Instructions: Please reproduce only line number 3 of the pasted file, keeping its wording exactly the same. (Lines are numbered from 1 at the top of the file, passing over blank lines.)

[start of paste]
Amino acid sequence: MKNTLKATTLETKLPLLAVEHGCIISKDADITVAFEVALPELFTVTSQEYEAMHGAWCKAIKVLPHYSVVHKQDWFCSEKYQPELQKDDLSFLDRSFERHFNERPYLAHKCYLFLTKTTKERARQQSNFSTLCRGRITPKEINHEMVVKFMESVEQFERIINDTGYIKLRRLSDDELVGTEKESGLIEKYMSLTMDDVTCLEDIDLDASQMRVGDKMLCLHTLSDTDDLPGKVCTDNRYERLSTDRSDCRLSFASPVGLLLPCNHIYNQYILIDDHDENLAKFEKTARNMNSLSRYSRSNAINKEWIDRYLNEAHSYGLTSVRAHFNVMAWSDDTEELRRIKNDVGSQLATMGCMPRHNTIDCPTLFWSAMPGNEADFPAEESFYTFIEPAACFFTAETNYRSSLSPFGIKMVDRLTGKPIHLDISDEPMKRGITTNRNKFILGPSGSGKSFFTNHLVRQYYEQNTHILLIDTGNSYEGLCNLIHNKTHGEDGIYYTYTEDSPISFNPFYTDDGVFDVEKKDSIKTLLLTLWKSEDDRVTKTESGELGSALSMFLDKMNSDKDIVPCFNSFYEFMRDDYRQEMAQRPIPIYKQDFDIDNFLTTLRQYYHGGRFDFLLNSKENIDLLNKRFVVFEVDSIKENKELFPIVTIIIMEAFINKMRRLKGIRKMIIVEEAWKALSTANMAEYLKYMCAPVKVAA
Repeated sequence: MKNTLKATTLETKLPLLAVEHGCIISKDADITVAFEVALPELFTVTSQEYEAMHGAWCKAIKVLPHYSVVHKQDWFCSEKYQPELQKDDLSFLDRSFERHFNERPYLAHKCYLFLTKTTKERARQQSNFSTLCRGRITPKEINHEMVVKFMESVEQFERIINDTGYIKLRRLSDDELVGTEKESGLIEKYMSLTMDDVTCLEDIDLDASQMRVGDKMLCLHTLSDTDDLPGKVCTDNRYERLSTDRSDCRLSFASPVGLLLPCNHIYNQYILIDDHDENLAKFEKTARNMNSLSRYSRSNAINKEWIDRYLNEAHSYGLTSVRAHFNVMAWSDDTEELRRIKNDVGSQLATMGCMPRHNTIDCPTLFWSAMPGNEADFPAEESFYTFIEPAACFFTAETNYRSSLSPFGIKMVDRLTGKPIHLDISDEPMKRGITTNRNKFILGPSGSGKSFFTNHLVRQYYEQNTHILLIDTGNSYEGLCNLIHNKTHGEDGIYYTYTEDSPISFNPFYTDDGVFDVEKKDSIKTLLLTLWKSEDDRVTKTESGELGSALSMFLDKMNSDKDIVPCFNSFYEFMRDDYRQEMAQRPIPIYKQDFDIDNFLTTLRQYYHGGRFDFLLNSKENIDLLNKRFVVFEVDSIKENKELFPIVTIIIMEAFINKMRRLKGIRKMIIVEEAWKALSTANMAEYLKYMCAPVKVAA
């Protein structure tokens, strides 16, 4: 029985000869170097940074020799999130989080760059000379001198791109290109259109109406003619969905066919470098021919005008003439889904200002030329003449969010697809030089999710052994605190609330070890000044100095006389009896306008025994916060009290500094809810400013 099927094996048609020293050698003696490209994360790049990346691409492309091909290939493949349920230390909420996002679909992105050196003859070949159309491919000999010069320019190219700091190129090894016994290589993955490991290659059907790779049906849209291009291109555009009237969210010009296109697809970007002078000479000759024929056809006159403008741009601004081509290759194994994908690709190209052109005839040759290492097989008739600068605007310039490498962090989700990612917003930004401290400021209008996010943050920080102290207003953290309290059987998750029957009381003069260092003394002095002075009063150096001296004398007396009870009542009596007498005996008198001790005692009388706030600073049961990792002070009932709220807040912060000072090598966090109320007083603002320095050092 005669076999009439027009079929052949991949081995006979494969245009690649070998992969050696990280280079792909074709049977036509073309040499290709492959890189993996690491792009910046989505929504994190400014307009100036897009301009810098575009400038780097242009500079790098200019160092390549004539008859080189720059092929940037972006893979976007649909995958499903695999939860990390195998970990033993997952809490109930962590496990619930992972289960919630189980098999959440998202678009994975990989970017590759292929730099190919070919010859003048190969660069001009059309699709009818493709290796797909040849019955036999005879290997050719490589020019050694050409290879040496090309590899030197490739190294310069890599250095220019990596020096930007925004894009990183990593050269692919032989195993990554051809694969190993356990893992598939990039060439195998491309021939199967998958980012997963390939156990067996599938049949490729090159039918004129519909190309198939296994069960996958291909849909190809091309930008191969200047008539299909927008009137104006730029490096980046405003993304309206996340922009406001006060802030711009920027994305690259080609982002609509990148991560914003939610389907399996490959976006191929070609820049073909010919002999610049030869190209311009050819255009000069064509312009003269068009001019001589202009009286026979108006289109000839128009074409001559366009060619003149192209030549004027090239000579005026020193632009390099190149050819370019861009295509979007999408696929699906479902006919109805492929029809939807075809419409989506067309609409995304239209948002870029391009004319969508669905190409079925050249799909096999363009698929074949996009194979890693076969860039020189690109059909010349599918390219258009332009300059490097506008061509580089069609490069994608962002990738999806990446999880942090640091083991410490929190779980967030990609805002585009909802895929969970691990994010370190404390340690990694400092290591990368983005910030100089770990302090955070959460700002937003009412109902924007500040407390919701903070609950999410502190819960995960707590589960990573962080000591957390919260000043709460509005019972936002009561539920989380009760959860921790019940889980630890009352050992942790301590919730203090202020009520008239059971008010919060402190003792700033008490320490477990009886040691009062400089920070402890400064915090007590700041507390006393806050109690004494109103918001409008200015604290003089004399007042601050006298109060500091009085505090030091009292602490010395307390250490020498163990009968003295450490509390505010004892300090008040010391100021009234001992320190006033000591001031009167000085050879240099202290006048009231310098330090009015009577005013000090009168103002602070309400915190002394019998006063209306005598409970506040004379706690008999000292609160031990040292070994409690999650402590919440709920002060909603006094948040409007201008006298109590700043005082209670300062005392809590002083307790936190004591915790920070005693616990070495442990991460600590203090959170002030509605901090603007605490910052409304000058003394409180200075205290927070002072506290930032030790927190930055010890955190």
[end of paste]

């Protein structure tokens, strides 16, 4: 029985000869170097940074020799999130989080760059000379001198791109290109259109109406003619969905066919470098021919005008003439889904200002030329003449969010697809030089999710052994605190609330070890000044100095006389009896306008025994916060009290500094809810400013 099927094996048609020293050698003696490209994360790049990346691409492309091909290939493949349920230390909420996002679909992105050196003859070949159309491919000999010069320019190219700091190129090894016994290589993955490991290659059907790779049906849209291009291109555009009237969210010009296109697809970007002078000479000759024929056809006159403008741009601004081509290759194994994908690709190209052109005839040759290492097989008739600068605007310039490498962090989700990612917003930004401290400021209008996010943050920080102290207003953290309290059987998750029957009381003069260092003394002095002075009063150096001296004398007396009870009542009596007498005996008198001790005692009388706030600073049961990792002070009932709220807040912060000072090598966090109320007083603002320095050092 005669076999009439027009079929052949991949081995006979494969245009690649070998992969050696990280280079792909074709049977036509073309040499290709492959890189993996690491792009910046989505929504994190400014307009100036897009301009810098575009400038780097242009500079790098200019160092390549004539008859080189720059092929940037972006893979976007649909995958499903695999939860990390195998970990033993997952809490109930962590496990619930992972289960919630189980098999959440998202678009994975990989970017590759292929730099190919070919010859003048190969660069001009059309699709009818493709290796797909040849019955036999005879290997050719490589020019050694050409290879040496090309590899030197490739190294310069890599250095220019990596020096930007925004894009990183990593050269692919032989195993990554051809694969190993356990893992598939990039060439195998491309021939199967998958980012997963390939156990067996599938049949490729090159039918004129519909190309198939296994069960996958291909849909190809091309930008191969200047008539299909927008009137104006730029490096980046405003993304309206996340922009406001006060802030711009920027994305690259080609982002609509990148991560914003939610389907399996490959976006191929070609820049073909010919002999610049030869190209311009050819255009000069064509312009003269068009001019001589202009009286026979108006289109000839128009074409001559366009060619003149192209030549004027090239000579005026020193632009390099190149050819370019861009295509979007999408696929699906479902006919109805492929029809939807075809419409989506067309609409995304239209948002870029391009004319969508669905190409079925050249799909096999363009698929074949996009194979890693076969860039020189690109059909010349599918390219258009332009300059490097506008061509580089069609490069994608962002990738999806990446999880942090640091083991410490929190779980967030990609805002585009909802895929969970691990994010370190404390340690990694400092290591990368983005910030100089770990302090955070959460700002937003009412109902924007500040407390919701903070609950999410502190819960995960707590589960990573962080000591957390919260000043709460509005019972936002009561539920989380009760959860921790019940889980630890009352050992942790301590919730203090202020009520008239059971008010919060402190003792700033008490320490477990009886040691009062400089920070402890400064915090007590700041507390006393806050109690004494109103918001409008200015604290003089004399007042601050006298109060500091009085505090030091009292602490010395307390250490020498163990009968003295450490509390505010004892300090008040010391100021009234001992320190006033000591001031009167000085050879240099202290006048009231310098330090009015009577005013000090009168103002602070309400915190002394019998006063209306005598409970506040004379706690008999000292609160031990040292070994409690999650402590919440709920002060909603006094948040409007201008006298109590700043005082209670300062005392809590002083307790936190004591915790920070005693616990070495442990991460600590203090959170002030509605901090603007605490910052409304000058003394409180200075205290927070002072506290930032030790927190930055010890955190």